EU Directive: Interest & Royalties paid between Associated Companies - claims and applications by non-residents
When the “claim” arrives here you need to check that a certificate of residence for tax purposes has been given by the tax authority of the other Member State, that a copy of the relevant contracts have been provided and that all of the questions in Part B of the claim form have been answered “appropriately”.
What does appropriately mean?
Q1 - background information to try and help us to avoid double registration of cases.
Q2 - the answer must be one (or more) of the countries of the European Union. These are listed in the guidance notes of the claim form – see also INTM367025. If any country that is not a current member of the EU is named you will have to obtain an explanation of the reasons why the company (or permanent establishment) claims to be entitled to benefit from the terms of the Directive.
Q3 - only certain legal forms of company are entitled to benefit from the terms of the Directive. These are specified in guidance note 3 – see also INTM367030. If the answer to the question is “yes”, but the stated business type is not clear, you will have to ask for clarification.
Q4 - only needs to be answered if Q3 is answered “no”. If the answer to Q4 is”yes”, no enquiries need be made. If the answer is “no”, the claimantis asked to explain why they claim to be able to benefit from the terms of the Directive. All such cases should be referred to Technical Advice Group to consider.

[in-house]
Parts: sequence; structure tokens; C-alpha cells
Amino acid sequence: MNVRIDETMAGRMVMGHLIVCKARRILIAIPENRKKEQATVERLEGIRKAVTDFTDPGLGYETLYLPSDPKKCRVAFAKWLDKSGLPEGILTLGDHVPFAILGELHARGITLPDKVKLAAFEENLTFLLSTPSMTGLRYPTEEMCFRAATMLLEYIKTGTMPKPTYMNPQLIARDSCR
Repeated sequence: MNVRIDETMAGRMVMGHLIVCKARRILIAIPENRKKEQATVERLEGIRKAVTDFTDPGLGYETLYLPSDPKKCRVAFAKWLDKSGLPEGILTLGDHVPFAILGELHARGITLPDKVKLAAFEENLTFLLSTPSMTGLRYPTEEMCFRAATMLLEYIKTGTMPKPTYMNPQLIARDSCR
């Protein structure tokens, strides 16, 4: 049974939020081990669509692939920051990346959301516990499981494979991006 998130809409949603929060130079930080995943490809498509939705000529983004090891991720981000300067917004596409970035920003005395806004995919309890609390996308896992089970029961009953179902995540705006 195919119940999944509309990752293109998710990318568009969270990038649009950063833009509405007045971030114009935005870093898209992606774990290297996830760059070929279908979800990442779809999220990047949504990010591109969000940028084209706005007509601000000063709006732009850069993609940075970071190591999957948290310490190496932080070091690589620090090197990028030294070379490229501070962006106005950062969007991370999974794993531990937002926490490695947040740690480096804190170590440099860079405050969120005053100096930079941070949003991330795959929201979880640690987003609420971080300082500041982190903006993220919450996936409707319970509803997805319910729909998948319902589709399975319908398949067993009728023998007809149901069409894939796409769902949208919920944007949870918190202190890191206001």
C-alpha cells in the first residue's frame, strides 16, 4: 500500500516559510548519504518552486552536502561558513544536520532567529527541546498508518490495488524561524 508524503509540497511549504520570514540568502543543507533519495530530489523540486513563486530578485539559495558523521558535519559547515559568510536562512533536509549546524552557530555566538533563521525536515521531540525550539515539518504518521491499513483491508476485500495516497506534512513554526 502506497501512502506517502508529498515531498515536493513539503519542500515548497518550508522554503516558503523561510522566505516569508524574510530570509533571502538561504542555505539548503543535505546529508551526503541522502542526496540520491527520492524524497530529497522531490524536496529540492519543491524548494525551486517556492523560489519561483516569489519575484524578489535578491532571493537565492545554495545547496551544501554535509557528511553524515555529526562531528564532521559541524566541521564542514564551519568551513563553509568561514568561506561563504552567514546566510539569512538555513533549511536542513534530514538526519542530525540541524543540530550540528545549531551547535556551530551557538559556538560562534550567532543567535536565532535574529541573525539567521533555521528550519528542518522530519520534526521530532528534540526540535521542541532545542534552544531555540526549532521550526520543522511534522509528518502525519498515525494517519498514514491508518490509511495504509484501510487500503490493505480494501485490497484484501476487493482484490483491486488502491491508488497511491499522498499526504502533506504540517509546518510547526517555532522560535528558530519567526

Q5 - only needs to be answered if Q3 is answered “no”. If the answer to the question is “yes”, no enquiries are needed. If the answer is “no”, the claimant is asked to explain why they claim to be able to benefit from the terms of the Directive. All such cases should be referred to Technical Advice Group to consider.
Q6 - the answer must be one (or more) of the taxes that are listed at guidance note 4 of the claim form – see also INTM367035. If any other answer is given you will have to ask for an explanation of the reasons why the company (or permanent establishment) claims to be entitled to benefit from the terms of the Directive. If the claimant explains that the stated tax is “substantially similar (to one of the taxes that is listed) and was imposed after 1 January 2004 no further enquiries need be made. The case should, however, be referred to Technical Advice Group to note the information.
Q7 - one of the tests that must be passed in order to qualify under the terms of the directive is that the overseas company must control at least 25% of the issued share capital and/or 25% of the voting rights of the UK company that is paying the interest or royalty. If the answer to Q7 is “yes”, no enquiries are needed.
Q8 - need only be answered if the answer to Q7 is “no”. Exemption is also available if the UK company controls at least 25% of the issued share capital and/or 25% of the voting rights of the overseas (EU) company to which it is paying the interest or royalty. If the answer to Q7 is “yes”, no enquiries are needed.
Q9 - need only be answered if the answer to both Q7 and Q8 is “no”. Exemption is also available if both the UK company which is paying the interest or royalty and the overseas (EU) company to which payment is being made are owned by a third company (also in an EU country) that controls at least 25% of the issued share capital and/or 25% of the voting rights of both companies that are parties to the transaction.
If the answer to Q9 is “yes”, the claimant is asked to provide the name and registered address of the “third” company that controls both the payer and recipient of the income. If the
- address of that company is in a member state of the EU